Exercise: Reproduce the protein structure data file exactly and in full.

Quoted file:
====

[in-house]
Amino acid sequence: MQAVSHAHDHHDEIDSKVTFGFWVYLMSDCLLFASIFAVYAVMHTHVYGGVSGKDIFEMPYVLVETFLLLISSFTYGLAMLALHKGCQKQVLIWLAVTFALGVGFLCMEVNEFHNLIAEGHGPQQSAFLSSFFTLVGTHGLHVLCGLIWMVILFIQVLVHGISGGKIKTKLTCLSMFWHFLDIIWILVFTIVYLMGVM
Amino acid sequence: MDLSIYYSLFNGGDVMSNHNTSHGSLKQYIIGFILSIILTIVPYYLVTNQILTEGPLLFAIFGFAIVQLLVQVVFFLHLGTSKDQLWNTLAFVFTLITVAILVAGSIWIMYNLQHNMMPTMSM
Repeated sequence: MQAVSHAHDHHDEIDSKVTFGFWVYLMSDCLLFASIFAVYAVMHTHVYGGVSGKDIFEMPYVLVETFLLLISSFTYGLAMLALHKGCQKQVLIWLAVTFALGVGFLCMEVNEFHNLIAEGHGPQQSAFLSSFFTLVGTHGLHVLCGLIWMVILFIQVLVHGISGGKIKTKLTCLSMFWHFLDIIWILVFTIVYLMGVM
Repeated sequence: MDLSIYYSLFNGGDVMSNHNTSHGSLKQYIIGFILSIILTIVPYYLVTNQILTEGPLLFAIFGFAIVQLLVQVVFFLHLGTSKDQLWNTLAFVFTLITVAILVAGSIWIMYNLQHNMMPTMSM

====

[in-house]
Amino acid sequence: MQAVSHAHDHHDEIDSKVTFGFWVYLMSDCLLFASIFAVYAVMHTHVYGGVSGKDIFEMPYVLVETFLLLISSFTYGLAMLALHKGCQKQVLIWLAVTFALGVGFLCMEVNEFHNLIAEGHGPQQSAFLSSFFTLVGTHGLHVLCGLIWMVILFIQVLVHGISGGKIKTKLTCLSMFWHFLDIIWILVFTIVYLMGVM
Amino acid sequence: MDLSIYYSLFNGGDVMSNHNTSHGSLKQYIIGFILSIILTIVPYYLVTNQILTEGPLLFAIFGFAIVQLLVQVVFFLHLGTSKDQLWNTLAFVFTLITVAILVAGSIWIMYNLQHNMMPTMSM
Repeated sequence: MQAVSHAHDHHDEIDSKVTFGFWVYLMSDCLLFASIFAVYAVMHTHVYGGVSGKDIFEMPYVLVETFLLLISSFTYGLAMLALHKGCQKQVLIWLAVTFALGVGFLCMEVNEFHNLIAEGHGPQQSAFLSSFFTLVGTHGLHVLCGLIWMVILFIQVLVHGISGGKIKTKLTCLSMFWHFLDIIWILVFTIVYLMGVM
Repeated sequence: MDLSIYYSLFNGGDVMSNHNTSHGSLKQYIIGFILSIILTIVPYYLVTNQILTEGPLLFAIFGFAIVQLLVQVVFFLHLGTSKDQLWNTLAFVFTLITVAILVAGSIWIMYNLQHNMMPTMSM